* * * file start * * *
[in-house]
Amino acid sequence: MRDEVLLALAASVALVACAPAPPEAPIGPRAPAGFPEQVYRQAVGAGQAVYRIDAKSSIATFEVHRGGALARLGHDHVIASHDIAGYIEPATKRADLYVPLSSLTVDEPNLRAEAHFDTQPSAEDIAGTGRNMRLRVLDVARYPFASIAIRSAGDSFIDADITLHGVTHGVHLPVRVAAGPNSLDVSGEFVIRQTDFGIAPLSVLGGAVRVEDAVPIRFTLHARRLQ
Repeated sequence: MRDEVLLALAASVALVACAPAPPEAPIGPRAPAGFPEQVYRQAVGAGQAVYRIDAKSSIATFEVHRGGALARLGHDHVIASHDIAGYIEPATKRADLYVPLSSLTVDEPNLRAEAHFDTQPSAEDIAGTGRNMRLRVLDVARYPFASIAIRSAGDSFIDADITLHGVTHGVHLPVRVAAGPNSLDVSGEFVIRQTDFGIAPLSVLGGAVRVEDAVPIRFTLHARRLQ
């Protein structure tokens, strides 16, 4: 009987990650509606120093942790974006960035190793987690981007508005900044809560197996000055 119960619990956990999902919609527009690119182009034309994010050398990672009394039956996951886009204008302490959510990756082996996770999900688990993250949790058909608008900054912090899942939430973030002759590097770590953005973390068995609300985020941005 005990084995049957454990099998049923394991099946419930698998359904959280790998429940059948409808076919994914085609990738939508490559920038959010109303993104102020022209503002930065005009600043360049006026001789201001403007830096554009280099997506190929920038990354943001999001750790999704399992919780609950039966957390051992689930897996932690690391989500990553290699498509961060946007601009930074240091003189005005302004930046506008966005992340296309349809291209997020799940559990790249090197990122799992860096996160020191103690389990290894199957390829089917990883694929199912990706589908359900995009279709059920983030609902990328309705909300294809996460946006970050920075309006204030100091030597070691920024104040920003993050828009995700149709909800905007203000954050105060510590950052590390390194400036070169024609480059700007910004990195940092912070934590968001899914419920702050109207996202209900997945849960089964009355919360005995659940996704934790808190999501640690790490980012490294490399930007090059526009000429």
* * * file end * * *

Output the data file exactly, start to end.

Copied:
[in-house]
Amino acid sequence: MRDEVLLALAASVALVACAPAPPEAPIGPRAPAGFPEQVYRQAVGAGQAVYRIDAKSSIATFEVHRGGALARLGHDHVIASHDIAGYIEPATKRADLYVPLSSLTVDEPNLRAEAHFDTQPSAEDIAGTGRNMRLRVLDVARYPFASIAIRSAGDSFIDADITLHGVTHGVHLPVRVAAGPNSLDVSGEFVIRQTDFGIAPLSVLGGAVRVEDAVPIRFTLHARRLQ
Repeated sequence: MRDEVLLALAASVALVACAPAPPEAPIGPRAPAGFPEQVYRQAVGAGQAVYRIDAKSSIATFEVHRGGALARLGHDHVIASHDIAGYIEPATKRADLYVPLSSLTVDEPNLRAEAHFDTQPSAEDIAGTGRNMRLRVLDVARYPFASIAIRSAGDSFIDADITLHGVTHGVHLPVRVAAGPNSLDVSGEFVIRQTDFGIAPLSVLGGAVRVEDAVPIRFTLHARRLQ
């Protein structure tokens, strides 16, 4: 009987990650509606120093942790974006960035190793987690981007508005900044809560197996000055 119960619990956990999902919609527009690119182009034309994010050398990672009394039956996951886009204008302490959510990756082996996770999900688990993250949790058909608008900054912090899942939430973030002759590097770590953005973390068995609300985020941005 005990084995049957454990099998049923394991099946419930698998359904959280790998429940059948409808076919994914085609990738939508490559920038959010109303993104102020022209503002930065005009600043360049006026001789201001403007830096554009280099997506190929920038990354943001999001750790999704399992919780609950039966957390051992689930897996932690690391989500990553290699498509961060946007601009930074240091003189005005302004930046506008966005992340296309349809291209997020799940559990790249090197990122799992860096996160020191103690389990290894199957390829089917990883694929199912990706589908359900995009279709059920983030609902990328309705909300294809996460946006970050920075309006204030100091030597070691920024104040920003993050828009995700149709909800905007203000954050105060510590950052590390390194400036070169024609480059700007910004990195940092912070934590968001899914419920702050109207996202209900997945849960089964009355919360005995659940996704934790808190999501640690790490980012490294490399930007090059526009000429």